285 reputation
18
bio website
location Rochester, NY
age 46
visits member for 2 years, 8 months
seen Jul 28 at 16:23

I am a mathematics teacher, husband, father, and one who really enjoys etymology. In college I took a class on the History of the English Language for fun (I didn't have the pre-requisites, so it was very hard) and I helped my mother with her linguistics homework. I'm co-authoring a college-level calculus textbook, and have co-authored a science fiction novel (looking for a publisher!) and am half-way through the sequel (on hiatus while we finish the textbook).

I hope none of this comes across as bragging (if it does, someone say something please!). I simply wanted to share my background and my reasons for wanting to participate on this site.


Apr
25
awarded  Popular Question
May
21
comment Name for relation between a man’s two wives?
@aibk01 Historically, some mormons practiced plural marriage (more than one wife) but that was discontinued officially before 1900. I have read the term 'sister wives' in writings from that time period.
May
21
awarded  Commentator
May
21
comment Are there rules about using “that” to join two clauses?
@BrettReynolds But some of us didn't realize is was specifically a "noun clause" and found Arne's answer to be helpful with the more generic question, "When 'that' joins two clauses (regardless of type), under what conditions can (or should) be omitted?"
May
21
comment Would it be correct to say that negative five is less than positive two?
@Andrew Negative numbers are not necessarily abstract. They are used in quantifying things where 0 does not mean "the absence of." For example, consider temperature as measured with Celsius or Fahrenheit scales. 0 degrees doesn't mean an absence of heat. It is a particular reference point on the scale. Negative values indicate values below the reference point.
May
21
comment Would it be correct to say that negative five is less than positive two?
Sorry, I thought your answer implied, "the question isn't an appropriate question for this site." That's what I disagreed with as the question concerned the correct use of English in this context.
May
21
comment Origin of “suit yourself”
Thank you! I'm really surprised it's not metaphorical, but it makes sense.
May
21
comment Origin of “suit yourself”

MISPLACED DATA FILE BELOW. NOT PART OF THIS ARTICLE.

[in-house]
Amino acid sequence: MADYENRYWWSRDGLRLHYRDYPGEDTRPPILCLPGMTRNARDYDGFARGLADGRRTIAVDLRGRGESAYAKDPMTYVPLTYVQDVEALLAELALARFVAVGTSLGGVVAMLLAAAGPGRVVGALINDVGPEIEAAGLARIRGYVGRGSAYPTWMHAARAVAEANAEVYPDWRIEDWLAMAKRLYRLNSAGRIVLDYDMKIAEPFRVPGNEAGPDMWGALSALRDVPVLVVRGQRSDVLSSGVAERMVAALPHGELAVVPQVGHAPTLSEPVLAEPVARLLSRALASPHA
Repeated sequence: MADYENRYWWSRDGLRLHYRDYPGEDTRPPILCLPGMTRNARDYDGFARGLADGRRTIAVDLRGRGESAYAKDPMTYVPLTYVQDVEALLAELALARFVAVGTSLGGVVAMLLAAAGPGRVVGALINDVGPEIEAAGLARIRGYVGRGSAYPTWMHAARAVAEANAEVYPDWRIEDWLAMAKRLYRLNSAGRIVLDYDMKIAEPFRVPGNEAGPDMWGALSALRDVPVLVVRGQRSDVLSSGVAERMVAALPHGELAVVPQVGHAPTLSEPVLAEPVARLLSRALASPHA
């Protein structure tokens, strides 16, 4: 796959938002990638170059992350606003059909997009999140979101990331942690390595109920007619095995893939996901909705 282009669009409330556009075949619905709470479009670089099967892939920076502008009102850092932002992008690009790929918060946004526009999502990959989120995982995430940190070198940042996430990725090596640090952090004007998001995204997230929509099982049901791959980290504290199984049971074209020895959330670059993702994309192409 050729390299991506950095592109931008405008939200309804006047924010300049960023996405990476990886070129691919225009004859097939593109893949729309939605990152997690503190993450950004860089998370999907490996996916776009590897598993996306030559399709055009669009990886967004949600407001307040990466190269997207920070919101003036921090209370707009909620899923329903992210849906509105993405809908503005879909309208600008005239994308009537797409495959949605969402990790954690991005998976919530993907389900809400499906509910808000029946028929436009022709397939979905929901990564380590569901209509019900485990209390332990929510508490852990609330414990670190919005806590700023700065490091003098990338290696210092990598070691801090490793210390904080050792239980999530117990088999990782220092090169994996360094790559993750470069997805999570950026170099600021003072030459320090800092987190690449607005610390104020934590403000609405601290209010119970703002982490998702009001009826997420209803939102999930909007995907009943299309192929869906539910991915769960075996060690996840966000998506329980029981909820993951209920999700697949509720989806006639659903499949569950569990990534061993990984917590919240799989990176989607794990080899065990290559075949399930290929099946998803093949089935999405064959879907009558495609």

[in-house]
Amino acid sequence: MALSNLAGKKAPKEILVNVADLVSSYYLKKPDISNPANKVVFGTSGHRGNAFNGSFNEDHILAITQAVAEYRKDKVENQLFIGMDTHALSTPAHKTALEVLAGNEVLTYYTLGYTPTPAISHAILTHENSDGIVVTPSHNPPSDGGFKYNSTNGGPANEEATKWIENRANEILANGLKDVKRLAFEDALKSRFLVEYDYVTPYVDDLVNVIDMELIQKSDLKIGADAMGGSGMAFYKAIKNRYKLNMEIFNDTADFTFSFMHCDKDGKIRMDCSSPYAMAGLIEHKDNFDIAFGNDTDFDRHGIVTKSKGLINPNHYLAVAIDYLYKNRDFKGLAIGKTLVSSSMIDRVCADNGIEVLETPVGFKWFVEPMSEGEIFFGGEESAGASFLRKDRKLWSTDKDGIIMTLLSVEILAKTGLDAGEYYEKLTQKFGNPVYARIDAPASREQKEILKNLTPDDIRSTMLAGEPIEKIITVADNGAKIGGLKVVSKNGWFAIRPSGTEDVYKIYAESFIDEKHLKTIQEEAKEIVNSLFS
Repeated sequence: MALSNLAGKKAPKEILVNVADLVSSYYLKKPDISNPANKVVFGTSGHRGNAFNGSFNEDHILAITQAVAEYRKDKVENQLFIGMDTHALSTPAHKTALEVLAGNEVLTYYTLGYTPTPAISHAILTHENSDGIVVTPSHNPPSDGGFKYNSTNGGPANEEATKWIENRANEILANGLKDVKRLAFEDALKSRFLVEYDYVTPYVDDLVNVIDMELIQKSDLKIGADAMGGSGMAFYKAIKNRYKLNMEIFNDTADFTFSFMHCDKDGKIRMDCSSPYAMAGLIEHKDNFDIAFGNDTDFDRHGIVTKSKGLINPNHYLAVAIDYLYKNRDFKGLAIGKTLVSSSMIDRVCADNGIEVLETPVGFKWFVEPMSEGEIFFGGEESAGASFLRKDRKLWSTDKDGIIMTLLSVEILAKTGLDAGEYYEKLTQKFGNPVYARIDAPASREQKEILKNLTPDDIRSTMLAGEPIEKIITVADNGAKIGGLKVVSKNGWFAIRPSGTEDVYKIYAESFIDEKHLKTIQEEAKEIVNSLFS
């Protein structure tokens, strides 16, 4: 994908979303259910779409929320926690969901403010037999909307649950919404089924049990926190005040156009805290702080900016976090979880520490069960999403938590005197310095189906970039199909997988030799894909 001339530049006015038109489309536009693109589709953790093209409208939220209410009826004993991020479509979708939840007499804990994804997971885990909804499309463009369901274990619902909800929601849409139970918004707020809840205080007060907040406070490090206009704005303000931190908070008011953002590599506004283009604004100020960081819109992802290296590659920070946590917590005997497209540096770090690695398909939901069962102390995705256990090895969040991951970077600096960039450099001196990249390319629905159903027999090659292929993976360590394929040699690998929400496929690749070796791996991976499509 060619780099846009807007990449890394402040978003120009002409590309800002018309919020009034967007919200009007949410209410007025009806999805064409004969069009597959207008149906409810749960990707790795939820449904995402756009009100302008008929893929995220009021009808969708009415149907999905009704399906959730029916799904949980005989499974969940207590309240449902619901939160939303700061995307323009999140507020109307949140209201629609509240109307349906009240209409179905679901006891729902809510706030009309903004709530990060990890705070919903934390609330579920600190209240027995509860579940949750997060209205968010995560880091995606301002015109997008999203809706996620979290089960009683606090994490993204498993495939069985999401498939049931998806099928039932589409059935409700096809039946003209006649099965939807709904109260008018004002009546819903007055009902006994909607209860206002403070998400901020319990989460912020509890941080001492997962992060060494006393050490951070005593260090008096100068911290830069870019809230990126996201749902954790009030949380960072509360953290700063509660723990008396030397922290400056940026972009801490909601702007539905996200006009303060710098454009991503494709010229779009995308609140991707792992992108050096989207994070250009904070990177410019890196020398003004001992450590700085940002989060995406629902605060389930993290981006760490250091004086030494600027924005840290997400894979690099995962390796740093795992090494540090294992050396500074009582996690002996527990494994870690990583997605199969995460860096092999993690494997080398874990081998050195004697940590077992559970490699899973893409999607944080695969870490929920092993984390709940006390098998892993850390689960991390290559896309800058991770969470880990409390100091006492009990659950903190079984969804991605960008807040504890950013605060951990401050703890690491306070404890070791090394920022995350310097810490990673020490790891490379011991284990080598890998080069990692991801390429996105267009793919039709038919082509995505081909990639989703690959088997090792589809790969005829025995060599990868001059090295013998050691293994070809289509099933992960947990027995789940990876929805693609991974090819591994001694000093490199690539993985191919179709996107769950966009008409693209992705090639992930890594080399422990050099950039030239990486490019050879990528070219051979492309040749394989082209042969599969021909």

Thanks! Wishing I had easy access to the OED!
May
21
comment Would it be correct to say that negative five is less than positive two?
I disagree, since the specific confusion stated here is how to express the correct idea in English. The trouble arises because we have so many ways (in English) of conveying the same basic idea, but in Mathematics a slight change in wording can have dramatic changes in meaning. Perhaps this is true in other spoken languages, but as you alluded to, this site is about English.
May
21
answered Would it be correct to say that negative five is less than positive two?
May
21
asked Origin of “suit yourself”
Jan
3
awarded  Nice Question
Dec
11
awarded  Yearling
Jan
2
accepted When did we start talking about “going viral”?
Dec
31
asked When did we start talking about “going viral”?
Dec
28
comment Time given to fix the problem
Perhaps "given a time span" isn't a good description of what happened in the parable. I'm studying accountability as it relates to parenting. In the KJV that I was reading, the end of verse 2 reads, "for thou mayest no longer..." which, on my first reading sounded like the consequences were not definite yet. So, when the manager attempts to fix the problem, the employer says he did well. That's where the idea of a grace period (again, think 'parenting') came from. Giving children time to correct the problem.
Dec
28
comment Time given to fix the problem
Luke 16:1-12 The Parable of the Unjust Steward.
Dec
28
awarded  Scholar
Dec
28
comment Time given to fix the problem
Thanks! I wasn't aware of this legal phrase. I selected the other answer simply because it seemed to fit with the biblical context a little better.
Dec
28
comment Time given to fix the problem
This is the phrase I was looking for, thanks!